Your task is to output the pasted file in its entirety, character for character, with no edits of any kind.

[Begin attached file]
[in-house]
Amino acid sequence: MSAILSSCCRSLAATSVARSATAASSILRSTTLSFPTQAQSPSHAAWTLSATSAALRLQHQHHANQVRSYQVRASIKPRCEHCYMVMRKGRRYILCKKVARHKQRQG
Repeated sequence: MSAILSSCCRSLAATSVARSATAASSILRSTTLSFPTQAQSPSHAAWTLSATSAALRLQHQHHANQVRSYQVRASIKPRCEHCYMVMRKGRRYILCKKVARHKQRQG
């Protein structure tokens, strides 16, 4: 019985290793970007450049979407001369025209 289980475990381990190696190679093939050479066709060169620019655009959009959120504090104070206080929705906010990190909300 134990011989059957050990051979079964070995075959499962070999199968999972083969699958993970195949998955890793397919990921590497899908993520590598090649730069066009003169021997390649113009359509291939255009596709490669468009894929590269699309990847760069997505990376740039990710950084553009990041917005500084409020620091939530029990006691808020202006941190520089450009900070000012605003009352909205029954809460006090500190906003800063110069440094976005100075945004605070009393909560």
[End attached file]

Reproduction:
[in-house]
Amino acid sequence: MSAILSSCCRSLAATSVARSATAASSILRSTTLSFPTQAQSPSHAAWTLSATSAALRLQHQHHANQVRSYQVRASIKPRCEHCYMVMRKGRRYILCKKVARHKQRQG
Repeated sequence: MSAILSSCCRSLAATSVARSATAASSILRSTTLSFPTQAQSPSHAAWTLSATSAALRLQHQHHANQVRSYQVRASIKPRCEHCYMVMRKGRRYILCKKVARHKQRQG
């Protein structure tokens, strides 16, 4: 019985290793970007450049979407001369025209 289980475990381990190696190679093939050479066709060169620019655009959009959120504090104070206080929705906010990190909300 134990011989059957050990051979079964070995075959499962070999199968999972083969699958993970195949998955890793397919990921590497899908993520590598090649730069066009003169021997390649113009359509291939255009596709490669468009894929590269699309990847760069997505990376740039990710950084553009990041917005500084409020620091939530029990006691808020202006941190520089450009900070000012605003009352909205029954809460006090500190906003800063110069440094976005100075945004605070009393909560």